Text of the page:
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Hathyar - Rediscovering a lost treasure of 35 years

" Hathyar" (1989), directed by JP Dutta, is a compelling action drama set in Bombay, exploring themes of violence, crime, and fami...

"Hathyar" (1989), directed by JP Dutta, is a compelling action drama set in Bombay, exploring themes of violence, crime, and family dynamics. With a star-studded cast, including Dharmendra, Rishi Kapoor, Asha Parekh, Sanjay Dutt, Amrita Singh, Sangeeta Bijlani, Kulbhushan Kharbanda, and Paresh Rawal, the film intricately weaves the stories of multiple characters caught in the web of urban crime.

The narrative of "Hathyar" centres around a young man, Avinash (Sanjay Dutt), whose life is shaped by his father's (Kulbhushan Kharbanda) decision to leave their violent ancestral home in the village for a peaceful existence in the city. However, Avinash's fiery temperament and involvement in urban crime contrast sharply with his father's pacifism, highlighting the generational and ideological conflicts within families affected by violence.

The film also delves into the dynamics between Avinash and the local don (Dharmendra), who sees potential in him, and the don's estranged younger brother (Rishi Kapoor), who becomes Avinash's neighbour. This intricate setup allows Dutta to explore the themes of loyalty, betrayal, and the cyclical nature of violence, as the characters navigate their interconnected lives in the crime-ridden city.

JP Dutta's direction in "Hathyar" is marked by its gritty realism and attention to detail. The film's portrayal of Bombay's underworld is unflinching and authentic, capturing the chaos and brutality of urban crime. Dutta's use of location, lighting, and sound design enhances the film's immersive quality, making the city itself a character in the story. Ishwar Bidri’s (a constant for Dutta in most of his films) camera captures the grim underbelly of Bombay with near-perfect cinematic brilliance. 

Dutta's ability to elicit strong performances from his cast is another standout aspect of the film. His direction ensures that each character, regardless of their screen time, leaves a lasting impression. The complex relationships and moral ambiguities faced by the characters are handled with nuance, adding depth to the tight narrative. 

Dharmendra, as the don, brings a commanding presence to the screen, embodying both the ruthlessness and the paternalistic aspects of his character. Rishi Kapoor, playing the don's younger brother, offers a contrasting portrayal of alienation and moral dilemma, adding layers to the familial conflict at the heart of the story.

The supporting cast, including Asha Parekh, Amrita Singh, Sangeeta Bijlani, Kulbhushan Kharbanda, and Paresh Rawal, also contribute significantly to the film's emotional and narrative weight. Each actor brings depth and authenticity to their roles, enriching the film's tapestry of interconnected lives.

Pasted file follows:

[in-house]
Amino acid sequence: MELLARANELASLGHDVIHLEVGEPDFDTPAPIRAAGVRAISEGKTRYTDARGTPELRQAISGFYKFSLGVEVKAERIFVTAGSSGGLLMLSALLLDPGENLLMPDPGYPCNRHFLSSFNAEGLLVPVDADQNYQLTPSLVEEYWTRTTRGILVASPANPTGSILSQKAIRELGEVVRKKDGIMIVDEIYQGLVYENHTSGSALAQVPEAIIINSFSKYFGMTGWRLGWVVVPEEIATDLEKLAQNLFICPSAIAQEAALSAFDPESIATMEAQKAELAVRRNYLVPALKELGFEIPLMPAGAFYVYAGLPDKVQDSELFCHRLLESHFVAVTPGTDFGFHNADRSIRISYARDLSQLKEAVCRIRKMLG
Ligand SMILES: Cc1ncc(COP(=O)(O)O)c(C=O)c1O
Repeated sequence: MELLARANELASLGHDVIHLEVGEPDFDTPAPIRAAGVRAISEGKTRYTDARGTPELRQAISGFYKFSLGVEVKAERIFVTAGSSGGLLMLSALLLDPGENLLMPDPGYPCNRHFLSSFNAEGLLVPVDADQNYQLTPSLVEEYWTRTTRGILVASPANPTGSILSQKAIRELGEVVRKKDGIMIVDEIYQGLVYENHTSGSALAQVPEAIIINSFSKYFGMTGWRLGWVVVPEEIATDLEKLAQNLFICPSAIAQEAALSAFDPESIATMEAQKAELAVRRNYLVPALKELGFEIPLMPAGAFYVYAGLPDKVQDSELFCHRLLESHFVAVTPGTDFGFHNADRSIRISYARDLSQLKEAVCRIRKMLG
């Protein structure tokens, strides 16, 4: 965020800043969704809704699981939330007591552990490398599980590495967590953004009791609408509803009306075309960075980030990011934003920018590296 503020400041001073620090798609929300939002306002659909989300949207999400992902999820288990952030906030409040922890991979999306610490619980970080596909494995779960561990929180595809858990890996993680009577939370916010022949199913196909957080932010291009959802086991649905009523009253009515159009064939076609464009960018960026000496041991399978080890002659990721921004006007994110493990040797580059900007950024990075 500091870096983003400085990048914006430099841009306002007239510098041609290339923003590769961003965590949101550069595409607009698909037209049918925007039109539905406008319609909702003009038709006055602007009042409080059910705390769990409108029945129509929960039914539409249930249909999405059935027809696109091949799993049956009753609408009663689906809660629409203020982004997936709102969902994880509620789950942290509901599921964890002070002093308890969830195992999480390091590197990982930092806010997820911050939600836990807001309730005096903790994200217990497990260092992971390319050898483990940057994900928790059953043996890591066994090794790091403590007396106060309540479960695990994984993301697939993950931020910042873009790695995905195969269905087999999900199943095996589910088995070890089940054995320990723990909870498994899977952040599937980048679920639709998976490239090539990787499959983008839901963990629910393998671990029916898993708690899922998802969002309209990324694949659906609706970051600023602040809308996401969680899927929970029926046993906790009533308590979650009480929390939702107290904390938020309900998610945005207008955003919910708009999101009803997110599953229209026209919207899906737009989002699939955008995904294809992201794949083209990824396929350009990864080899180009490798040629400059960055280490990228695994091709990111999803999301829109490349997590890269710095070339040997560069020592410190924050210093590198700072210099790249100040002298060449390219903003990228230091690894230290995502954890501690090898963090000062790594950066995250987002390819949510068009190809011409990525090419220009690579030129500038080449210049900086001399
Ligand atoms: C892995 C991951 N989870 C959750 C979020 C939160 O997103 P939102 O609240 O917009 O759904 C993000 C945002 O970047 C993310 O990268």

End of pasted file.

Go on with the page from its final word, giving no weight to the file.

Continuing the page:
But ultimately, "Hathyar" belongs to Sanjay Dutt. In one of his career-defining roles, he delivers a standout performance as Avinash, capturing the character's internal conflict and descent into violence with intensity and subtlety. His portrayal of a young man torn between his father's ideals and the harsh realities of his environment is compelling and multifaceted. Dutt strikes a perfect balance between his vulnerability as a lost, misguided, young man and his exploding anger at his personal frustrations and inabilities. This role arguably solidified his reputation as a formidable actor in the industry.

Despite its artistic strengths, "Hathyar" did not perform well at the box office, a fact that remains puzzling given the quality of the film. Several factors could have contributed to its lacklustre commercial performance, including its bleak and violent subject matter, which may have been a deterrent for the general audience. The absence of light moments almost altogether, from the film could have made it too much of a heavy viewing. Additionally, the film's release timing and competition from other films might have affected its reception.

In retrospect, "Hathyar" is appreciated for its bold storytelling and powerful performances. It stands as one of JP Dutta's most ambitious and well-crafted films, offering a raw and unfiltered look at the impact of violence on individuals and families. The film's exploration of crime and morality remains relevant, and its critical acclaim has grown over time, earning it a place among the noteworthy entries in Indian cinema.

"Hathyar" which hit the screens in March 1989 is a testament to JP Dutta's directorial prowess and his ability to tackle complex, socially relevant themes through cinema. The film's failure at the box office does not diminish its artistic achievements. Instead, it underscores the sometimes unpredictable nature of film reception and the enduring value of well-crafted storytelling. With exceptional performances, especially by Sanjay Dutt, and a gritty, realistic portrayal of Bombay's underworld, "Hathyar" deserves recognition as one of Dutta's finest works.

By Pratik Majumdar 

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